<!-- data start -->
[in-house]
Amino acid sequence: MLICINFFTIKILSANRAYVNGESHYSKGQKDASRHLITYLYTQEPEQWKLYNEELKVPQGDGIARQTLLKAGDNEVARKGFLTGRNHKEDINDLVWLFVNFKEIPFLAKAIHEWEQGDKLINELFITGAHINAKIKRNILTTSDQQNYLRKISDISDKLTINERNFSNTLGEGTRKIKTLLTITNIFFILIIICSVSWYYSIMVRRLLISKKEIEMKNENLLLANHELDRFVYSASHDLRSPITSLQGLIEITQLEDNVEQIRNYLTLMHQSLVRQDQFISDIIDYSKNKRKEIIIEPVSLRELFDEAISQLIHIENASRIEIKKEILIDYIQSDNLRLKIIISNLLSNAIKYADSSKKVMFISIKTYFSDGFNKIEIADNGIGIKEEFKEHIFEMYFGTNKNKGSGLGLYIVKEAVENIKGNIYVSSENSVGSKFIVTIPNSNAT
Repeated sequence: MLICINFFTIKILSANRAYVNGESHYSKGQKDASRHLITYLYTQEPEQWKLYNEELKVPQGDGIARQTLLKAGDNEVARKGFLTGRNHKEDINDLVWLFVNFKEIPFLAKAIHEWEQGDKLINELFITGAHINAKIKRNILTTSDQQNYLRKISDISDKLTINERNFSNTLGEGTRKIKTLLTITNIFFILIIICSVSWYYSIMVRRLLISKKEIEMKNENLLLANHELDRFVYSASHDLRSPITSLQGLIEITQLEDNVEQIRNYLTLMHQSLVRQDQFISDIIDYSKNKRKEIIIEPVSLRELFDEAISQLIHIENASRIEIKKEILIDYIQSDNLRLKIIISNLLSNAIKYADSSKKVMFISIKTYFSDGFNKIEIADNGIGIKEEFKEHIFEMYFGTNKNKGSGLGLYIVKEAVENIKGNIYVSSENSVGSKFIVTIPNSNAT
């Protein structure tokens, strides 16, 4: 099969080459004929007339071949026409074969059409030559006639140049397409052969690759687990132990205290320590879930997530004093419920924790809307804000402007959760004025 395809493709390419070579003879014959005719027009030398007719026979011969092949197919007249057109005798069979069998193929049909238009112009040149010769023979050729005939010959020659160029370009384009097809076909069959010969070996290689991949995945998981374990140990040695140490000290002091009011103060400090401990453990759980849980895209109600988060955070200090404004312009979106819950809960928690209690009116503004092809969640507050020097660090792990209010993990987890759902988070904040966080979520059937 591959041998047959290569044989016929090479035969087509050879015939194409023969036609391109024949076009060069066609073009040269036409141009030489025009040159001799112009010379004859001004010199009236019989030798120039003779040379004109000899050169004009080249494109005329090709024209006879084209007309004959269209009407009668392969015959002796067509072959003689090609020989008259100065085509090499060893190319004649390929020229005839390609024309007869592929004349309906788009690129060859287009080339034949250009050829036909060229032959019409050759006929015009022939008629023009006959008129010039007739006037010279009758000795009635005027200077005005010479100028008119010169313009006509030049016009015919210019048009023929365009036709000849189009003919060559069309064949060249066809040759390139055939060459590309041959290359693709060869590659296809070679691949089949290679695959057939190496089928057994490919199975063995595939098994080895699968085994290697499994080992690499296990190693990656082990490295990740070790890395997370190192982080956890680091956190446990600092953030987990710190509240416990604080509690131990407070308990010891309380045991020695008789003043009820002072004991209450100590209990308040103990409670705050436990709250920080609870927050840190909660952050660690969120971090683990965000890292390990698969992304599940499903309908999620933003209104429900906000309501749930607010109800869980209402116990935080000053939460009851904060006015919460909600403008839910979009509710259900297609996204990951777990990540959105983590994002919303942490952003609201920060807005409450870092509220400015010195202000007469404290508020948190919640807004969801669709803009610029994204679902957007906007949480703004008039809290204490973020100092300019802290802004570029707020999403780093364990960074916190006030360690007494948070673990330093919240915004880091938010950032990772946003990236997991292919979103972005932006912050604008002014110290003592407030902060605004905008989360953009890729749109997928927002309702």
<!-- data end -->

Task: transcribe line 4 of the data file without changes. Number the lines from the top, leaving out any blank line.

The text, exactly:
């Protein structure tokens, strides 16, 4: 099969080459004929007339071949026409074969059409030559006639140049397409052969690759687990132990205290320590879930997530004093419920924790809307804000402007959760004025 395809493709390419070579003879014959005719027009030398007719026979011969092949197919007249057109005798069979069998193929049909238009112009040149010769023979050729005939010959020659160029370009384009097809076909069959010969070996290689991949995945998981374990140990040695140490000290002091009011103060400090401990453990759980849980895209109600988060955070200090404004312009979106819950809960928690209690009116503004092809969640507050020097660090792990209010993990987890759902988070904040966080979520059937 591959041998047959290569044989016929090479035969087509050879015939194409023969036609391109024949076009060069066609073009040269036409141009030489025009040159001799112009010379004859001004010199009236019989030798120039003779040379004109000899050169004009080249494109005329090709024209006879084209007309004959269209009407009668392969015959002796067509072959003689090609020989008259100065085509090499060893190319004649390929020229005839390609024309007869592929004349309906788009690129060859287009080339034949250009050829036909060229032959019409050759006929015009022939008629023009006959008129010039007739006037010279009758000795009635005027200077005005010479100028008119010169313009006509030049016009015919210019048009023929365009036709000849189009003919060559069309064949060249066809040759390139055939060459590309041959290359693709060869590659296809070679691949089949290679695959057939190496089928057994490919199975063995595939098994080895699968085994290697499994080992690499296990190693990656082990490295990740070790890395997370190192982080956890680091956190446990600092953030987990710190509240416990604080509690131990407070308990010891309380045991020695008789003043009820002072004991209450100590209990308040103990409670705050436990709250920080609870927050840190909660952050660690969120971090683990965000890292390990698969992304599940499903309908999620933003209104429900906000309501749930607010109800869980209402116990935080000053939460009851904060006015919460909600403008839910979009509710259900297609996204990951777990990540959105983590994002919303942490952003609201920060807005409450870092509220400015010195202000007469404290508020948190919640807004969801669709803009610029994204679902957007906007949480703004008039809290204490973020100092300019802290802004570029707020999403780093364990960074916190006030360690007494948070673990330093919240915004880091938010950032990772946003990236997991292919979103972005932006912050604008002014110290003592407030902060605004905008989360953009890729749109997928927002309702």